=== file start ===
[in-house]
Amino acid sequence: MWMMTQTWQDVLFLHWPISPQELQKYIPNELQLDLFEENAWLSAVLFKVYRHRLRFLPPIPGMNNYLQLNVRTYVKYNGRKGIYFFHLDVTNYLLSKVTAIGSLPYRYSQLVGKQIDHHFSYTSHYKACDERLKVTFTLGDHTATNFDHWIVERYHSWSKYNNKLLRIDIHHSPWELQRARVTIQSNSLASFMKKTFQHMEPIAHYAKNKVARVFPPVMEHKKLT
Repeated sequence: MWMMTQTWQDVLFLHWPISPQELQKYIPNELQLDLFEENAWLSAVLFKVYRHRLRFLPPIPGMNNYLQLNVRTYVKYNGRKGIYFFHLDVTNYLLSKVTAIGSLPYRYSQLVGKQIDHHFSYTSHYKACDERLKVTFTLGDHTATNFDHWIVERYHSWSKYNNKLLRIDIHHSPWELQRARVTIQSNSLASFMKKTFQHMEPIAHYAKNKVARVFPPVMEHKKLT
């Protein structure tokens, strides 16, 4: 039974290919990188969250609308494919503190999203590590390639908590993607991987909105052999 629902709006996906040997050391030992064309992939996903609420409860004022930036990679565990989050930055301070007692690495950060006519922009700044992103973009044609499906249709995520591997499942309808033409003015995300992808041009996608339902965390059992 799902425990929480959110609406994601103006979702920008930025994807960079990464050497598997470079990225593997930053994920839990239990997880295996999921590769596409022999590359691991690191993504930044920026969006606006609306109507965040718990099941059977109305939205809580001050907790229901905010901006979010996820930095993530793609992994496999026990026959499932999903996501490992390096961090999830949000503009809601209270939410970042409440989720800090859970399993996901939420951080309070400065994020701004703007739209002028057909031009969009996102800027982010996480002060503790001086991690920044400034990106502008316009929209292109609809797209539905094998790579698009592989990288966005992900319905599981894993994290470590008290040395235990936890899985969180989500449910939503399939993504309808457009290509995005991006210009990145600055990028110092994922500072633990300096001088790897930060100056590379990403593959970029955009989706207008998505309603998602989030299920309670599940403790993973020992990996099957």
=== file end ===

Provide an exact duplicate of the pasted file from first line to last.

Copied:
[in-house]
Amino acid sequence: MWMMTQTWQDVLFLHWPISPQELQKYIPNELQLDLFEENAWLSAVLFKVYRHRLRFLPPIPGMNNYLQLNVRTYVKYNGRKGIYFFHLDVTNYLLSKVTAIGSLPYRYSQLVGKQIDHHFSYTSHYKACDERLKVTFTLGDHTATNFDHWIVERYHSWSKYNNKLLRIDIHHSPWELQRARVTIQSNSLASFMKKTFQHMEPIAHYAKNKVARVFPPVMEHKKLT
Repeated sequence: MWMMTQTWQDVLFLHWPISPQELQKYIPNELQLDLFEENAWLSAVLFKVYRHRLRFLPPIPGMNNYLQLNVRTYVKYNGRKGIYFFHLDVTNYLLSKVTAIGSLPYRYSQLVGKQIDHHFSYTSHYKACDERLKVTFTLGDHTATNFDHWIVERYHSWSKYNNKLLRIDIHHSPWELQRARVTIQSNSLASFMKKTFQHMEPIAHYAKNKVARVFPPVMEHKKLT
């Protein structure tokens, strides 16, 4: 039974290919990188969250609308494919503190999203590590390639908590993607991987909105052999 629902709006996906040997050391030992064309992939996903609420409860004022930036990679565990989050930055301070007692690495950060006519922009700044992103973009044609499906249709995520591997499942309808033409003015995300992808041009996608339902965390059992 799902425990929480959110609406994601103006979702920008930025994807960079990464050497598997470079990225593997930053994920839990239990997880295996999921590769596409022999590359691991690191993504930044920026969006606006609306109507965040718990099941059977109305939205809580001050907790229901905010901006979010996820930095993530793609992994496999026990026959499932999903996501490992390096961090999830949000503009809601209270939410970042409440989720800090859970399993996901939420951080309070400065994020701004703007739209002028057909031009969009996102800027982010996480002060503790001086991690920044400034990106502008316009929209292109609809797209539905094998790579698009592989990288966005992900319905599981894993994290470590008290040395235990936890899985969180989500449910939503399939993504309808457009290509995005991006210009990145600055990028110092994922500072633990300096001088790897930060100056590379990403593959970029955009989706207008998505309603998602989030299920309670599940403790993973020992990996099957």